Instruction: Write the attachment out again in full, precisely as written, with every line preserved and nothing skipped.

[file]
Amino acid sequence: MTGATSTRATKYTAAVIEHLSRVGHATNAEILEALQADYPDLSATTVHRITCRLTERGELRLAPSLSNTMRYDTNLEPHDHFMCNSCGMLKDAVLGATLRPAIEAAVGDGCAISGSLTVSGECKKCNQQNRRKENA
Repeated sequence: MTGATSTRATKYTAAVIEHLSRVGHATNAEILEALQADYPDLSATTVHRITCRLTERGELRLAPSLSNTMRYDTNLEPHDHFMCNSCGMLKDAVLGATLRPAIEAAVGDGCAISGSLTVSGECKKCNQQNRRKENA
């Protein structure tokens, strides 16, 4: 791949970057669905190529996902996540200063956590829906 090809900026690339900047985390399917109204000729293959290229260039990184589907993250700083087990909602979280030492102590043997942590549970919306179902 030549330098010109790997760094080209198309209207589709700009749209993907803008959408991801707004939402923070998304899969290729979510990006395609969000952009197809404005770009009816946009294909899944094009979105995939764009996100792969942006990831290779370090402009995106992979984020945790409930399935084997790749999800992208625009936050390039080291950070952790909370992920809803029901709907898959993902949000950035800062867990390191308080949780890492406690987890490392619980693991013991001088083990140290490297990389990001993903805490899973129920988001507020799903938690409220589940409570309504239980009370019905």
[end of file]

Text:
Amino acid sequence: MTGATSTRATKYTAAVIEHLSRVGHATNAEILEALQADYPDLSATTVHRITCRLTERGELRLAPSLSNTMRYDTNLEPHDHFMCNSCGMLKDAVLGATLRPAIEAAVGDGCAISGSLTVSGECKKCNQQNRRKENA
Repeated sequence: MTGATSTRATKYTAAVIEHLSRVGHATNAEILEALQADYPDLSATTVHRITCRLTERGELRLAPSLSNTMRYDTNLEPHDHFMCNSCGMLKDAVLGATLRPAIEAAVGDGCAISGSLTVSGECKKCNQQNRRKENA
């Protein structure tokens, strides 16, 4: 791949970057669905190529996902996540200063956590829906 090809900026690339900047985390399917109204000729293959290229260039990184589907993250700083087990909602979280030492102590043997942590549970919306179902 030549330098010109790997760094080209198309209207589709700009749209993907803008959408991801707004939402923070998304899969290729979510990006395609969000952009197809404005770009009816946009294909899944094009979105995939764009996100792969942006990831290779370090402009995106992979984020945790409930399935084997790749999800992208625009936050390039080291950070952790909370992920809803029901709907898959993902949000950035800062867990390191308080949780890492406690987890490392619980693991013991001088083990140290490297990389990001993903805490899973129920988001507020799903938690409220589940409570309504239980009370019905």